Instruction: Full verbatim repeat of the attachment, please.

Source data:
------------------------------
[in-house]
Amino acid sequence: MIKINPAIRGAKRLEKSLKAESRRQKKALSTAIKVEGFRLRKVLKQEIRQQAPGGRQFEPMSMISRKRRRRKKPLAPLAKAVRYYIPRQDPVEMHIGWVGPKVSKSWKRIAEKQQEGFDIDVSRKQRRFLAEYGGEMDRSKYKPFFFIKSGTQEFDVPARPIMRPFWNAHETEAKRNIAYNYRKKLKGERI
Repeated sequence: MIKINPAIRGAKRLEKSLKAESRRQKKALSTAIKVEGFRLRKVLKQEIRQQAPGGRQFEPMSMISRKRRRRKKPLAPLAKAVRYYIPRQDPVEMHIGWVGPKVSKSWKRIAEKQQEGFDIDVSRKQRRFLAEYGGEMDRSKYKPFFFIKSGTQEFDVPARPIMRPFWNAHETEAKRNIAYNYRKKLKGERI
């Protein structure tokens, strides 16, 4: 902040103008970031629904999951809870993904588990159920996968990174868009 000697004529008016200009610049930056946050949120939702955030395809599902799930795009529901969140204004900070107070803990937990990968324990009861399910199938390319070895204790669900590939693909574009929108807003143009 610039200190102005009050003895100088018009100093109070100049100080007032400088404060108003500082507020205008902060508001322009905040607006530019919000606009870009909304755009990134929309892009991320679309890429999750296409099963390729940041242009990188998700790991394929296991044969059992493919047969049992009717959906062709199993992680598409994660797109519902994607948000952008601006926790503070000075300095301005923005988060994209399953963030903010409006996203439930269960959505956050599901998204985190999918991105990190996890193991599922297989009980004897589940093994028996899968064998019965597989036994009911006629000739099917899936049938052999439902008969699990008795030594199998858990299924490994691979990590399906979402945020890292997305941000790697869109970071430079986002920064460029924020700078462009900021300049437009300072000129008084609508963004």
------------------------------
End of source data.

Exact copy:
[in-house]
Amino acid sequence: MIKINPAIRGAKRLEKSLKAESRRQKKALSTAIKVEGFRLRKVLKQEIRQQAPGGRQFEPMSMISRKRRRRKKPLAPLAKAVRYYIPRQDPVEMHIGWVGPKVSKSWKRIAEKQQEGFDIDVSRKQRRFLAEYGGEMDRSKYKPFFFIKSGTQEFDVPARPIMRPFWNAHETEAKRNIAYNYRKKLKGERI
Repeated sequence: MIKINPAIRGAKRLEKSLKAESRRQKKALSTAIKVEGFRLRKVLKQEIRQQAPGGRQFEPMSMISRKRRRRKKPLAPLAKAVRYYIPRQDPVEMHIGWVGPKVSKSWKRIAEKQQEGFDIDVSRKQRRFLAEYGGEMDRSKYKPFFFIKSGTQEFDVPARPIMRPFWNAHETEAKRNIAYNYRKKLKGERI
């Protein structure tokens, strides 16, 4: 902040103008970031629904999951809870993904588990159920996968990174868009 000697004529008016200009610049930056946050949120939702955030395809599902799930795009529901969140204004900070107070803990937990990968324990009861399910199938390319070895204790669900590939693909574009929108807003143009 610039200190102005009050003895100088018009100093109070100049100080007032400088404060108003500082507020205008902060508001322009905040607006530019919000606009870009909304755009990134929309892009991320679309890429999750296409099963390729940041242009990188998700790991394929296991044969059992493919047969049992009717959906062709199993992680598409994660797109519902994607948000952008601006926790503070000075300095301005923005988060994209399953963030903010409006996203439930269960959505956050599901998204985190999918991105990190996890193991599922297989009980004897589940093994028996899968064998019965597989036994009911006629000739099917899936049938052999439902008969699990008795030594199998858990299924490994691979990590399906979402945020890292997305941000790697869109970071430079986002920064460029924020700078462009900021300049437009300072000129008084609508963004």